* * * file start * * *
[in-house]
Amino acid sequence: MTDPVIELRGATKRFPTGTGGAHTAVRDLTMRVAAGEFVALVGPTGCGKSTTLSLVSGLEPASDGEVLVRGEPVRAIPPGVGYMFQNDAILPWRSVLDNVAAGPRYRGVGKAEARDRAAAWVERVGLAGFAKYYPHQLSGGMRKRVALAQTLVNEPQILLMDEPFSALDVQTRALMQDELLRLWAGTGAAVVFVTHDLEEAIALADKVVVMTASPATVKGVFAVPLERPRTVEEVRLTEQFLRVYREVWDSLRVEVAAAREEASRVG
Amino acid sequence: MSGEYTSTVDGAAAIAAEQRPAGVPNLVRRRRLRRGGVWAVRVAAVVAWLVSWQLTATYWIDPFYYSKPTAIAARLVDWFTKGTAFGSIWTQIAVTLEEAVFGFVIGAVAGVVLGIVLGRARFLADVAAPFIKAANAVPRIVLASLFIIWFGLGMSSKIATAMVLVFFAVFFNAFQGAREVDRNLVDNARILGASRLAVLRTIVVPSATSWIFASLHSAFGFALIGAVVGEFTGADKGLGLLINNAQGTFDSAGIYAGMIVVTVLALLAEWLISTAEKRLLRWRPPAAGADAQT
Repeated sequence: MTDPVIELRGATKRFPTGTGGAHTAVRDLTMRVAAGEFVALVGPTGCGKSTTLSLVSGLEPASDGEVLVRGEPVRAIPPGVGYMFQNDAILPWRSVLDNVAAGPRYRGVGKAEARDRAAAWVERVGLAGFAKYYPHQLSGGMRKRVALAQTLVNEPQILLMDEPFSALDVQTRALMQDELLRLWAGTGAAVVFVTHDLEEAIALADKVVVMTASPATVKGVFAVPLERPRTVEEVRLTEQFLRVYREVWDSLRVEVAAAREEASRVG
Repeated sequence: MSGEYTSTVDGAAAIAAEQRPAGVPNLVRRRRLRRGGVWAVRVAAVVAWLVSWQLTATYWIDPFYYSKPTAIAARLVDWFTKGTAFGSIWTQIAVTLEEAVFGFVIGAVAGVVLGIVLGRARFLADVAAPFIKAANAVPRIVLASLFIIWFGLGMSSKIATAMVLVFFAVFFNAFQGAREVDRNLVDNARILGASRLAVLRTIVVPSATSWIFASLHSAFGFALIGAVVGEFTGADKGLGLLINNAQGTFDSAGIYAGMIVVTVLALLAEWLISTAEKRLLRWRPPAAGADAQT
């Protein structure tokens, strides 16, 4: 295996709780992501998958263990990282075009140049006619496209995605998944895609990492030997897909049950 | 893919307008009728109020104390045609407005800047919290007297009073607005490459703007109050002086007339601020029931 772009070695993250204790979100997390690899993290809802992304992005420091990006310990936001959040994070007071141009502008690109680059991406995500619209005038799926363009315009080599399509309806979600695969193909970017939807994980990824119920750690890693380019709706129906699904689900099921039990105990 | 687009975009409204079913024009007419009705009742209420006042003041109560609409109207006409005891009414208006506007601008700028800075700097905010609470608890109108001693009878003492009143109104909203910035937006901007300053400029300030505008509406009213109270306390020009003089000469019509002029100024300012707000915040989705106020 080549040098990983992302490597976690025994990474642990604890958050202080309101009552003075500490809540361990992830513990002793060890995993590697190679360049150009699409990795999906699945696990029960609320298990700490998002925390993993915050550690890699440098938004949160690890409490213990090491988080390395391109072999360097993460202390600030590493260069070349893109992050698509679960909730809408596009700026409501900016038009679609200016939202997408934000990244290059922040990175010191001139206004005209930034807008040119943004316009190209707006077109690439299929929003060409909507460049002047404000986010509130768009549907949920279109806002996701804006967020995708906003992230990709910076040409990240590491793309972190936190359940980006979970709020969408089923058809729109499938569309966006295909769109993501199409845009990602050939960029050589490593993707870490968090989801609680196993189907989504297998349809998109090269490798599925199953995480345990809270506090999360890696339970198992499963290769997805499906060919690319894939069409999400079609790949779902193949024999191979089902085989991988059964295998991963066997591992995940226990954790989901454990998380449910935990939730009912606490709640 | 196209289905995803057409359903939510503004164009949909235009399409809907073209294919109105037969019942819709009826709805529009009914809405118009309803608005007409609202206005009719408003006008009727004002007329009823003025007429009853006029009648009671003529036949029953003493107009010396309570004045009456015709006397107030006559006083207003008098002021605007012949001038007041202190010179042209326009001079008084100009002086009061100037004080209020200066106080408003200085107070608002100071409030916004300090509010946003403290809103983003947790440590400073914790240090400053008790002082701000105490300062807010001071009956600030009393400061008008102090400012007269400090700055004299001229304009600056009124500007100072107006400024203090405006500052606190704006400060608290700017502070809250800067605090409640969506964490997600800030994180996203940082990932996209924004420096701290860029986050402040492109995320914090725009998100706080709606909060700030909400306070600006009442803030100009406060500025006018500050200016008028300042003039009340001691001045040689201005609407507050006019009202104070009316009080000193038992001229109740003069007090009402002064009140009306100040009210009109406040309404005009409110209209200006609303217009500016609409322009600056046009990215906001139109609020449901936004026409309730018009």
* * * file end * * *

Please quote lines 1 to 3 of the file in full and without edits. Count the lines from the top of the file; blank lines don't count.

[in-house]
Amino acid sequence: MTDPVIELRGATKRFPTGTGGAHTAVRDLTMRVAAGEFVALVGPTGCGKSTTLSLVSGLEPASDGEVLVRGEPVRAIPPGVGYMFQNDAILPWRSVLDNVAAGPRYRGVGKAEARDRAAAWVERVGLAGFAKYYPHQLSGGMRKRVALAQTLVNEPQILLMDEPFSALDVQTRALMQDELLRLWAGTGAAVVFVTHDLEEAIALADKVVVMTASPATVKGVFAVPLERPRTVEEVRLTEQFLRVYREVWDSLRVEVAAAREEASRVG
Amino acid sequence: MSGEYTSTVDGAAAIAAEQRPAGVPNLVRRRRLRRGGVWAVRVAAVVAWLVSWQLTATYWIDPFYYSKPTAIAARLVDWFTKGTAFGSIWTQIAVTLEEAVFGFVIGAVAGVVLGIVLGRARFLADVAAPFIKAANAVPRIVLASLFIIWFGLGMSSKIATAMVLVFFAVFFNAFQGAREVDRNLVDNARILGASRLAVLRTIVVPSATSWIFASLHSAFGFALIGAVVGEFTGADKGLGLLINNAQGTFDSAGIYAGMIVVTVLALLAEWLISTAEKRLLRWRPPAAGADAQT